Myfanwy MacLeod (a former student of Wall's) is showing what Monk describes as a "hillbilly theme park" complete with oversized outhouse (a reprise of the outhouse in Chitty Chitty Bang Bang -- Vancouver artists are inveterate snitchers of film culture), an upturned park bench with the artist's name inscribed in ladylike script in its surface, and an enormous pile of wood, each piece cast in concrete, creating a great divide in the exhibition space.

The work feels like the funny papers, but it also refers in a thoughtful way to the idea of a subculture developing away from the constraints of society. Is this the artist as hillbilly, seeking isolation and time for reflection in the studio/outhouse? Is all art, therefore, crap? And by referring to Appalachian culture, is she riffing on the isolation of Vancouver, and making a joke about the intergenerational inbreeding of its art scene? One thing is clear: If the earlier generation set their clocks by New York and Europe, for this generation, the wellspring is Los Angeles, and the apocalyptic, comic vision of artists like Mike Kelley and Paul McCarthy.

Brian Jungen's new works also come on strong. The visual acumen required to look at a pile of white plastic patio chairs in a hardware store, as he did, and see the potential to cut them up and create a 50-foot-long anatomically correct whale skeleton -- is truly staggering. Cetology (Bowhead) is the second whale Jungen has made; the first, half this size, is now hanging in the National Gallery of Canada. Jungen's whale is a clever idea, yes, but it's a clever idea that has been laboriously, even fanatically, worked out to create a tremendous effect -- the refashioning of environmentally unfriendly consumer products into an image of the natural sublime, through sheer force of the imagination. There is a confidence implicit in this gesture, a confidence that the skill, and the perseverance would not go unnoticed.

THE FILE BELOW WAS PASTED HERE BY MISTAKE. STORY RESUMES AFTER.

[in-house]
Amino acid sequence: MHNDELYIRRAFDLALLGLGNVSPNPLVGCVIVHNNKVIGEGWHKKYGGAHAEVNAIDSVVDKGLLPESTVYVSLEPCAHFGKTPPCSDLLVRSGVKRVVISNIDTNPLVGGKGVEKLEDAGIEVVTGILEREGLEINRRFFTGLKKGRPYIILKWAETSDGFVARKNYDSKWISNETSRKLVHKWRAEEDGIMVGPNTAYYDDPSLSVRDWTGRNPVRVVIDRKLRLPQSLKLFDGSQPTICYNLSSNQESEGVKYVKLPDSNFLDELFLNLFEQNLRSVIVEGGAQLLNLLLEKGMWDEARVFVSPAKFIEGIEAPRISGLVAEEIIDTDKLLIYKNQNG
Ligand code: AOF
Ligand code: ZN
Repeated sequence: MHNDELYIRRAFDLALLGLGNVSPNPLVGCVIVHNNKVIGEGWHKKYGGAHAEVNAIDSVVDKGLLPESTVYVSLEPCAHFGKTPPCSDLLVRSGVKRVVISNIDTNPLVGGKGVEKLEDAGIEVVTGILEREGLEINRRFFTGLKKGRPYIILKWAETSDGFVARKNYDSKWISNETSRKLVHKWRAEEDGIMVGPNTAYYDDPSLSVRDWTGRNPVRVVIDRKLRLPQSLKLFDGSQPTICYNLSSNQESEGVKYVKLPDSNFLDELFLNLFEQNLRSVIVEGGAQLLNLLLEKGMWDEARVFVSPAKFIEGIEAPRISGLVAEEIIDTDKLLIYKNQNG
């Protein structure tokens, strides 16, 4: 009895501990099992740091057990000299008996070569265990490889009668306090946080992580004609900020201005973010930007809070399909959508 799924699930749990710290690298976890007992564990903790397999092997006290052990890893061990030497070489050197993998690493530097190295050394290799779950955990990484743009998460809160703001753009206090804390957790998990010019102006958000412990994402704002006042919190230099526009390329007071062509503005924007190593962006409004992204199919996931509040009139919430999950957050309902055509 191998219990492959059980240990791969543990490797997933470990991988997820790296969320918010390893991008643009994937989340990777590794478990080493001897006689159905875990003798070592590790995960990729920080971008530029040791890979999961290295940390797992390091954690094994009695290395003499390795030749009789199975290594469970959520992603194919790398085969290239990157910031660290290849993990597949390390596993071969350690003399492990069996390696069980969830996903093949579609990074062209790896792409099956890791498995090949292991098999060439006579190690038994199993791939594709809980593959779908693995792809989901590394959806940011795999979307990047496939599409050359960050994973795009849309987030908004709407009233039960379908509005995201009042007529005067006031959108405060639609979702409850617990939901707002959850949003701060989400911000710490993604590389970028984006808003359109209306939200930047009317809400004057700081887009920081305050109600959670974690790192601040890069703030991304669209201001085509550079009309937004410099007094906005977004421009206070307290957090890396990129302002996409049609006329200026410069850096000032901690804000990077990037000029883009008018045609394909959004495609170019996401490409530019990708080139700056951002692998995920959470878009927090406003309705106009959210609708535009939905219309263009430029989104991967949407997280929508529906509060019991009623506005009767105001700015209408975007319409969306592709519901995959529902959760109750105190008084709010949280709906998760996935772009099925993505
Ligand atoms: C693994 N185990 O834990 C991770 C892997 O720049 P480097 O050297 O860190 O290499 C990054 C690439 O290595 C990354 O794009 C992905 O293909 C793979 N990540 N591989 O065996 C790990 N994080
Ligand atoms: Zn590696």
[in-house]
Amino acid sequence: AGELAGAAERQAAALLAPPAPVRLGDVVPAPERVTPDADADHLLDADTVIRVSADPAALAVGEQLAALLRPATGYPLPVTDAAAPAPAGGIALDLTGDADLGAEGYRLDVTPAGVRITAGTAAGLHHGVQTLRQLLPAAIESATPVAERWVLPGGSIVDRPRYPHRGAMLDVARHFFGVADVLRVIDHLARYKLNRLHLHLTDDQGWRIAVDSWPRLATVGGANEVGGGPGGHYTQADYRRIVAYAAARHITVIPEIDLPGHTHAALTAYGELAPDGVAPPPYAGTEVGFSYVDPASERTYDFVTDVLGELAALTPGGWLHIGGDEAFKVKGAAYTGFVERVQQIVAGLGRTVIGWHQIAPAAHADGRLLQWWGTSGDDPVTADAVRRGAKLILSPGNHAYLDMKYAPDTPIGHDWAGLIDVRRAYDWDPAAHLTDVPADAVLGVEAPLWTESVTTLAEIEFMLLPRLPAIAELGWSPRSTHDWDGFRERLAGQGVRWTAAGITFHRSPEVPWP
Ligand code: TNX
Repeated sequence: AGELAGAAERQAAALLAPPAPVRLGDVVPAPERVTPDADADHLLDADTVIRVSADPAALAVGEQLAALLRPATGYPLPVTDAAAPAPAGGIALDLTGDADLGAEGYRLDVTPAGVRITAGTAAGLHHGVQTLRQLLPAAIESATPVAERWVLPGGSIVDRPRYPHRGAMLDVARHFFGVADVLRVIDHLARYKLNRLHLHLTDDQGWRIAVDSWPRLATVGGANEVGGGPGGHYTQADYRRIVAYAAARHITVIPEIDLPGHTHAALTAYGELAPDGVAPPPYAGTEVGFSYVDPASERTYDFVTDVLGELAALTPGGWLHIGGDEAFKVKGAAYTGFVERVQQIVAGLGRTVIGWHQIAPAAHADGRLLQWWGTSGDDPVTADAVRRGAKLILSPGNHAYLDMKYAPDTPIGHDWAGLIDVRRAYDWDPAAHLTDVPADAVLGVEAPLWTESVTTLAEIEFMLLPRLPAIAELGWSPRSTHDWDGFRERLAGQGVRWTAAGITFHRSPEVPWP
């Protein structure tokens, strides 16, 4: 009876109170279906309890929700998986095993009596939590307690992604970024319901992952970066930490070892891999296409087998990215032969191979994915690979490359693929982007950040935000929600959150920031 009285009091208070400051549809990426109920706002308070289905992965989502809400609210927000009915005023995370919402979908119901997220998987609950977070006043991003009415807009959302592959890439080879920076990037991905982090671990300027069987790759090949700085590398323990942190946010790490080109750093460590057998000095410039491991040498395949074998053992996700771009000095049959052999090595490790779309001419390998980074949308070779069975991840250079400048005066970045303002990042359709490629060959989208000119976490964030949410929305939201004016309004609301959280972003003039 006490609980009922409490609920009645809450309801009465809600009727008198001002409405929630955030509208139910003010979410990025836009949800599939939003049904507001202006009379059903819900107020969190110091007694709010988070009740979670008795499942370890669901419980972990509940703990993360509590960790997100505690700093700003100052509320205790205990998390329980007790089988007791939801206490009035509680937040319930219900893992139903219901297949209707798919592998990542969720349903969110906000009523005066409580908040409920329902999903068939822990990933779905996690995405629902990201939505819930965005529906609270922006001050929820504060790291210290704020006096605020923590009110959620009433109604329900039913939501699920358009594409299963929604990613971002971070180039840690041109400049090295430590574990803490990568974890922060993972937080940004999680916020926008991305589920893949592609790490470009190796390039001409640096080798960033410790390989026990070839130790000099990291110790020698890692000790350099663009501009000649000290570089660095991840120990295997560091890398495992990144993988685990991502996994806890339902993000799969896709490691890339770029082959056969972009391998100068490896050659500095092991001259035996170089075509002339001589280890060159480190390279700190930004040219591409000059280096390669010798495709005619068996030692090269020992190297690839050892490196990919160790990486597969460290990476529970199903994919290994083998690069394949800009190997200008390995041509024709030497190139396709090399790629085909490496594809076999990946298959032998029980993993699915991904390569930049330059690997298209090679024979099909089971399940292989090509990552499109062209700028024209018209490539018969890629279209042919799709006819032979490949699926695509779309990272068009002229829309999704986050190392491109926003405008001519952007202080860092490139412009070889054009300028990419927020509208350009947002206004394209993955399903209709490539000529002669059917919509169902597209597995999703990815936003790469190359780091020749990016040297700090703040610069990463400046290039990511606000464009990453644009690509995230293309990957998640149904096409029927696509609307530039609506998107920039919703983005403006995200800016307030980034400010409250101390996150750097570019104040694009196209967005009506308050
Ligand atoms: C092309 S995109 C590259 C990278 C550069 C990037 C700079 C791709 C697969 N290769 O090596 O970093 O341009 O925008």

Similarly, it takes a pretty confident fellow to take on Rubens just to goof around a little with ideas, but that is what Damian Moppett has done in his interpretation of Rubens's Kermis painting of 1631. A suite of lush, loosely painted works on paper reprise Rubens's voluptuous nudes of Bacchic orgies, drunken gods and succulent cupids. These are installed around a large sculpture titled Endless Rustic Skateboard Park (Bacchic Peasant Version).

The Kermis,Moppett explained in his artist's talk on Sunday, traditionally provided a kind of escape valve for the pent up social pressures within medieval society. For a few days every year, the social order would be overturned, and the peasants would run amok, only to come to heel later and return to business as usual. The skateboard park today, Moppett says, serves a similar social function, providing a controlled environment for the expression of adolescent rebellion and aggression. Moppett would have been better off to work out the bugs of his model more thoroughly -- the skateboard tubes don't connect with each other properly, and the spiral stairways don't reach their destinations -- but it's still a blast.

It's not just the flamboyance of all this that makes it appealing. That would be to belittle what these artists have to offer -- although comedy is their mode of choice. Rather, it's the artists' sense of entitlement. To work big. To crack wise. To run rampant through the history of art, ripping off the old, dead white guys and wreaking havoc as they see fit. The world is their oyster, and they intend to dine out. New art from Vancouver can come across as flippant and bratty, but it also feels free and wonderfully uninhibited. Good things can grow from this. It's serious fun. 

Bounce and In Through the Out Door continue at the Power Plant at Toronto's Harbourfront Centre through Sept. 12. For more information call: 416-973-4949.

© 2002 Bell Globemedia Interactive Inc. All Rights Reserved.